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Education Test

W.Va. Senate Approves Latest Controversial Omnibus Bill, Education Savings Accounts

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Dave Mistich
/
West Virginia Public Broadcasting

Updated Monday, June 3, 2019 at 1:40 p.m.

 

The West Virginia Senate has passed a complex and controversial education reform bill that contains anti-strike provisions that say teachers can be fired for walking off the job and allows for the state’s first charter schools. The upper chamber also passed a measure creating education savings accounts, another controversial issue touted by majority Republicans.

Senate Bill 1039, also known as the “Student Success Act,” cleared the upper chamber Monday on an 18-15 vote, with Republican Sen. Bill Hamilton (Upshur) and Sen. Kenny Mann (Monroe) joining Democrats in opposing the measure.

The Republican proposal ties school employee pay raises, mental health services for students and more administrative flexibility on the county level to provisions public educators say are attacks on their profession.

Teachers, service personnel and the leaders of their unions have opposed charter schools, a change to how layoffs would be considered and provisions that codify consequences for going on strike.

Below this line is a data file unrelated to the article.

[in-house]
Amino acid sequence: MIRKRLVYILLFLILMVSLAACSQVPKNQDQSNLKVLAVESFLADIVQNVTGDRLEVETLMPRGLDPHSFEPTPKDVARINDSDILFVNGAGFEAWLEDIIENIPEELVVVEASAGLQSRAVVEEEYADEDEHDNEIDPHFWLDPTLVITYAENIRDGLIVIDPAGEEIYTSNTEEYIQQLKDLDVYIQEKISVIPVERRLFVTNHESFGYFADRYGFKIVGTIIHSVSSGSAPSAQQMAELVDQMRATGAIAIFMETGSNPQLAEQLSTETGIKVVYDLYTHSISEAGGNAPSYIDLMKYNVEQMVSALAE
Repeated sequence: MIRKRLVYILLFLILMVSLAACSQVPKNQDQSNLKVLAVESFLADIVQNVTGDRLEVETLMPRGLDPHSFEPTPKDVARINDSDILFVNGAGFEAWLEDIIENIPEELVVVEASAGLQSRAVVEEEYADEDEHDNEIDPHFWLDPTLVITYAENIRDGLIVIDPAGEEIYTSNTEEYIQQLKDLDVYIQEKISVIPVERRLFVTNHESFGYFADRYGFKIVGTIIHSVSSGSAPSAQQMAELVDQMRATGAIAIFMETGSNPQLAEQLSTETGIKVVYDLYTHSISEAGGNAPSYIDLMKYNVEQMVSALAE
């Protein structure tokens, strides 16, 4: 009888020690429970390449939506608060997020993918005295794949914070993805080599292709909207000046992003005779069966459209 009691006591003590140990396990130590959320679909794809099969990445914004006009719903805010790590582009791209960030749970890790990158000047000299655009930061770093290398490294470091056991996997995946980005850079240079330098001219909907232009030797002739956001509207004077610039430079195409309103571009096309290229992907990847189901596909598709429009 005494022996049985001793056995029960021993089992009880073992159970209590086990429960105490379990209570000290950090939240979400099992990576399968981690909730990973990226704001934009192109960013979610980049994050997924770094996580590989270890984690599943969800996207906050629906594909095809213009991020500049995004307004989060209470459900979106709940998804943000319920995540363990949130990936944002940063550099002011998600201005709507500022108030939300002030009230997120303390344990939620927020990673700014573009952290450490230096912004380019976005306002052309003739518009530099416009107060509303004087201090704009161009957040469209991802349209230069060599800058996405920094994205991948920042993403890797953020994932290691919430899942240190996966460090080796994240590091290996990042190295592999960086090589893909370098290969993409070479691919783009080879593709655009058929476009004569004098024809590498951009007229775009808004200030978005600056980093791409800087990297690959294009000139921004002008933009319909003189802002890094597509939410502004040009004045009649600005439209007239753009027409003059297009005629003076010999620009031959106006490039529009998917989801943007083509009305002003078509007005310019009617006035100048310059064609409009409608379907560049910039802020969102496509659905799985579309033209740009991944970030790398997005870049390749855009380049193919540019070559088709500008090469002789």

Gov. Jim Justice called a special session back on education in March -- before the end of the regular session. He told reporters Sunday he wished the 142-page bill would be broken up into multiple proposals.

Senate Democrats, who introduced eight bills of their own to address public education, have called the bill retaliation for teachers going on strike twice since the beginning of 2018.

Senators also approved Senate Bill 1040 on Monday. It would create education savings accounts -- a voucher-like program that allows for public funds to be used in a private setting. The measure passed on a 18-15 vote, with Hamilton and Mann again breaking from the majority Republicans.

Republicans say the bill offers parents more options in getting an education that works for individual students. Democrats argue the voucher program would be susceptible to fraud and could allow for private schools to discriminate against students.

Both the omnibus reform measure and the education savings accounts bill now head to the House of Delegates, which is scheduled to reconvene June 17.

 


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